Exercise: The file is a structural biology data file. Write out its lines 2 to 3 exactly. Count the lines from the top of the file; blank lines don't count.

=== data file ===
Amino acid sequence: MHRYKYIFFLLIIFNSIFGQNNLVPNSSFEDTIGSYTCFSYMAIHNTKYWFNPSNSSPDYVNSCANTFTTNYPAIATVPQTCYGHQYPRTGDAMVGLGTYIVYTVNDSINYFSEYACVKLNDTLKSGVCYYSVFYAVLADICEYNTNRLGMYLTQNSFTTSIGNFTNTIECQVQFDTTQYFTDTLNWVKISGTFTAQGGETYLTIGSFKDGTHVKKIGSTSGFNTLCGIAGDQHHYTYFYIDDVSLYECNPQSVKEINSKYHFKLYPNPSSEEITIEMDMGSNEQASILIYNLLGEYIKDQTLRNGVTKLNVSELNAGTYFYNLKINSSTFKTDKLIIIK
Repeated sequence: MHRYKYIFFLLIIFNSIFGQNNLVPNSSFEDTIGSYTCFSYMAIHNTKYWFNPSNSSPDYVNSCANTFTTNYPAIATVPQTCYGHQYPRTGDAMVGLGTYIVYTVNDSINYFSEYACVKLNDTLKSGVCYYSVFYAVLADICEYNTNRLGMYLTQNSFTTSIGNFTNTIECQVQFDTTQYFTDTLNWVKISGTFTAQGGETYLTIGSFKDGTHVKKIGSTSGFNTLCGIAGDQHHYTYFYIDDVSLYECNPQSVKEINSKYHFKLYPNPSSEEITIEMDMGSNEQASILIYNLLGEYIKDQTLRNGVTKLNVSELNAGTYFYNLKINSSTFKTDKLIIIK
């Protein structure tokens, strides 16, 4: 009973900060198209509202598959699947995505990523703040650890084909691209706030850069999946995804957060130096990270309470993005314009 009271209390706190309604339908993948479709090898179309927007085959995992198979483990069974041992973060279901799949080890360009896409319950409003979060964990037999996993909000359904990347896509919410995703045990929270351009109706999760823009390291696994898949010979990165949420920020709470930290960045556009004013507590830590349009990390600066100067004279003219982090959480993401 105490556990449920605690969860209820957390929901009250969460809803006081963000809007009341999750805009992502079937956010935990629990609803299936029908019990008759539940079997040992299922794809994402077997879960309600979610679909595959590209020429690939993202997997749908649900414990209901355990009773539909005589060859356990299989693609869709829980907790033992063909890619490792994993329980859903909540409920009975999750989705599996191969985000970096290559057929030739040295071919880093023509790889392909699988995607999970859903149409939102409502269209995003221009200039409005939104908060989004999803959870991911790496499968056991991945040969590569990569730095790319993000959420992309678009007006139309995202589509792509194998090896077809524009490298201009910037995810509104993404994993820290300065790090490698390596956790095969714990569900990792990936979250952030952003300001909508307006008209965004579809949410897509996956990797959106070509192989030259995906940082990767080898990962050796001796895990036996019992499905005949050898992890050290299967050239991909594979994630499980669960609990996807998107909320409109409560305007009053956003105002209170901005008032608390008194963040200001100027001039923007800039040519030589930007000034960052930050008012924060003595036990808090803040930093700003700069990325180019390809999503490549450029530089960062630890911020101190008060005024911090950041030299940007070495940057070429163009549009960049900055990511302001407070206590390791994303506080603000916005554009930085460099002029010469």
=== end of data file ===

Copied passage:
Repeated sequence: MHRYKYIFFLLIIFNSIFGQNNLVPNSSFEDTIGSYTCFSYMAIHNTKYWFNPSNSSPDYVNSCANTFTTNYPAIATVPQTCYGHQYPRTGDAMVGLGTYIVYTVNDSINYFSEYACVKLNDTLKSGVCYYSVFYAVLADICEYNTNRLGMYLTQNSFTTSIGNFTNTIECQVQFDTTQYFTDTLNWVKISGTFTAQGGETYLTIGSFKDGTHVKKIGSTSGFNTLCGIAGDQHHYTYFYIDDVSLYECNPQSVKEINSKYHFKLYPNPSSEEITIEMDMGSNEQASILIYNLLGEYIKDQTLRNGVTKLNVSELNAGTYFYNLKINSSTFKTDKLIIIK
């Protein structure tokens, strides 16, 4: 009973900060198209509202598959699947995505990523703040650890084909691209706030850069999946995804957060130096990270309470993005314009 009271209390706190309604339908993948479709090898179309927007085959995992198979483990069974041992973060279901799949080890360009896409319950409003979060964990037999996993909000359904990347896509919410995703045990929270351009109706999760823009390291696994898949010979990165949420920020709470930290960045556009004013507590830590349009990390600066100067004279003219982090959480993401 105490556990449920605690969860209820957390929901009250969460809803006081963000809007009341999750805009992502079937956010935990629990609803299936029908019990008759539940079997040992299922794809994402077997879960309600979610679909595959590209020429690939993202997997749908649900414990209901355990009773539909005589060859356990299989693609869709829980907790033992063909890619490792994993329980859903909540409920009975999750989705599996191969985000970096290559057929030739040295071919880093023509790889392909699988995607999970859903149409939102409502269209995003221009200039409005939104908060989004999803959870991911790496499968056991991945040969590569990569730095790319993000959420992309678009007006139309995202589509792509194998090896077809524009490298201009910037995810509104993404994993820290300065790090490698390596956790095969714990569900990792990936979250952030952003300001909508307006008209965004579809949410897509996956990797959106070509192989030259995906940082990767080898990962050796001796895990036996019992499905005949050898992890050290299967050239991909594979994630499980669960609990996807998107909320409109409560305007009053956003105002209170901005008032608390008194963040200001100027001039923007800039040519030589930007000034960052930050008012924060003595036990808090803040930093700003700069990325180019390809999503490549450029530089960062630890911020101190008060005024911090950041030299940007070495940057070429163009549009960049900055990511302001407070206590390791994303506080603000916005554009930085460099002029010469």